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Heart Rate And Weight Loss: What Are Your Numbers?

By Expert HERWriter
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Have you been trying to lose weight but are having a difficult time? You run, walk, elliptical, and lift weight yet nothing budges. Let’s talk about your heart rate and how it relates to exercise, weight loss, and interval training.

Everybody has a resting heart rate – which is the number of beats per minute. If you want to check yours, feel your pulse and count it out in 60 seconds. The average resting rate is 60-90 beats per minute. The more physically fit you are, the lower your rate. Your heart rate adjusts accordingly depending on need. During exercise and times of stress/anxiety, your rate increases to get oxygen dispersed more quickly to your tissues. While sleeping or resting it should drop back down.

Other than exercise or anxiety, your heart rate can increase for other reasons. If it goes above 100 beats per minute it is called tachycardia and may be from dehydration, infections, hyperthyroid, certain drugs/medications, fever, stimulants such as caffeine, and blood loss.

When exercising, it’s important to maintain your target heart rate for weight loss purposes. There are a few different methods for determining your numbers however the most commonly accepted formula is as follows:
For 65% intensity: (220 – your age) x 0.65 = ?
For 85% intensity: (220 – your age) x 0.85 = ?

If you are new to exercise or not quite as fit as you would like to be, stay at the 65% intensity. If you are more fit, stay at 85% intensity.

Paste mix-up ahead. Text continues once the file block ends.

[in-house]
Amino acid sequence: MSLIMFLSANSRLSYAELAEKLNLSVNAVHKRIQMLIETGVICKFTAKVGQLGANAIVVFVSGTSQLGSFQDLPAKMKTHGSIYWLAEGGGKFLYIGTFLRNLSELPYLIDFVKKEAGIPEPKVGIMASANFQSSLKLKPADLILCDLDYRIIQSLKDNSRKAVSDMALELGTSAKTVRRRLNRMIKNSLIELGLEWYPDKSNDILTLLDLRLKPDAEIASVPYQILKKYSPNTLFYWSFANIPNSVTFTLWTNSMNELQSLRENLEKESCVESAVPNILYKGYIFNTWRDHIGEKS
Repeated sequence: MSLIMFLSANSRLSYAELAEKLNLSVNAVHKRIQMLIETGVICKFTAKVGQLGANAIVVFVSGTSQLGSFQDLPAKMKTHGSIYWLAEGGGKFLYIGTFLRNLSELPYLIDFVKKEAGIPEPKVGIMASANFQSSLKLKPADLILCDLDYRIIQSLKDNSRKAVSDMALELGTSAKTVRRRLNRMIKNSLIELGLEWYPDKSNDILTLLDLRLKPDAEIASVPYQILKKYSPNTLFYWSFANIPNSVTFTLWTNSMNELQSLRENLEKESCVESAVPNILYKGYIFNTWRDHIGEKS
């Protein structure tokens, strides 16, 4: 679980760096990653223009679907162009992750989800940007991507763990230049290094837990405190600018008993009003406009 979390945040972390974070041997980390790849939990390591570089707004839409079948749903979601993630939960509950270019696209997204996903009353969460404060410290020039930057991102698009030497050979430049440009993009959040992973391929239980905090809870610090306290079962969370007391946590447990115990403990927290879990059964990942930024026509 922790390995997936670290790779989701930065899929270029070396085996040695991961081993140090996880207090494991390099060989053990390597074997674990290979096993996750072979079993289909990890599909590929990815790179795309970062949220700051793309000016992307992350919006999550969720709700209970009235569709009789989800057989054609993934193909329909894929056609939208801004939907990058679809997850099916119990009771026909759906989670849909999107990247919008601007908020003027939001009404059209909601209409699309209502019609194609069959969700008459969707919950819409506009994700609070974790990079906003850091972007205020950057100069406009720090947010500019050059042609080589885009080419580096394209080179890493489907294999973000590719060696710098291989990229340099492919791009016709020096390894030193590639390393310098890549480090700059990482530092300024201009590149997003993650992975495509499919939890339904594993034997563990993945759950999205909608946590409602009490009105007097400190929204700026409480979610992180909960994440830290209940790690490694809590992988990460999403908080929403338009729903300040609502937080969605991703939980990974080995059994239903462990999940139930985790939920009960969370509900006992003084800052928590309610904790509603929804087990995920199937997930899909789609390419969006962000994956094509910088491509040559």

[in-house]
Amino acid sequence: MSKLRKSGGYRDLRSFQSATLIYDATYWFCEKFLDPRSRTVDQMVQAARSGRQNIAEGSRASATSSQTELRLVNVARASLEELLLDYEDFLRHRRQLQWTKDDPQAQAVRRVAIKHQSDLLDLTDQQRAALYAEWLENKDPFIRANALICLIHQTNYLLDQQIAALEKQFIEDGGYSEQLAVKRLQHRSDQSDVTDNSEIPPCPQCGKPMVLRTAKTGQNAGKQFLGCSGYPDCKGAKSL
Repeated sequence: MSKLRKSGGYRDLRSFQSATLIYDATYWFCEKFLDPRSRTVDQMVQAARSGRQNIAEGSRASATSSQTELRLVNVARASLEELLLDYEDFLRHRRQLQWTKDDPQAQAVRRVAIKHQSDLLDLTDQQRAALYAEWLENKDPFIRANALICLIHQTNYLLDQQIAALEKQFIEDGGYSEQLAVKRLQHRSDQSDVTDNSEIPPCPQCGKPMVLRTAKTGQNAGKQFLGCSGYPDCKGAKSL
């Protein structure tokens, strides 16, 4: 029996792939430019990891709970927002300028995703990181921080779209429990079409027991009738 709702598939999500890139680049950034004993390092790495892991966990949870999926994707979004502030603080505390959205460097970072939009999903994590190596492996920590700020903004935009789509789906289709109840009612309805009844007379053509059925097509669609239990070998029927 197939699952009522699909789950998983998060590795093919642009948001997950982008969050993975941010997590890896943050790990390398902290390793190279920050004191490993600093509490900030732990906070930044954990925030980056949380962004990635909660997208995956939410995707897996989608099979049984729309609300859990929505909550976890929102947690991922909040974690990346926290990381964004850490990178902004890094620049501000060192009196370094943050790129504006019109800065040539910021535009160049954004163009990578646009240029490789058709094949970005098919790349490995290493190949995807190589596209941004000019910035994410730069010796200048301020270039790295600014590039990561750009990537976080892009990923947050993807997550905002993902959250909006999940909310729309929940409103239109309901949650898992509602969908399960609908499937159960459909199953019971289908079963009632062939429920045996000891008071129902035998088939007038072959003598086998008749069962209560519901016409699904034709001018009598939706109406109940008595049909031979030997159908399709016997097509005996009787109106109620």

Ideally, you should spend a few minutes warming up before maintaining your target heart rates for at least 30 minutes. This means checking your pulse while working out or using a heart rate monitor purchased at any sporting goods store.

Another form of exercise that has shown incredible weight loss promise is called interval training. This means changing your workout pace every 30 to 120 seconds and varying your heart rate between 65% intensity and 85% intensity.
For example:
Warm up for 5 minutes
Do your 65% intensity for 2 minutes
Ramp up to 85% intensity for 30 seconds
Drop down to 65% intensity for 2 minutes

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We value and respect our HERWriters' experiences, but everyone is different. Many of our writers are speaking from personal experience, and what's worked for them may not work for you. Their articles are not a substitute for medical advice, although we hope you can gain knowledge from their insight.



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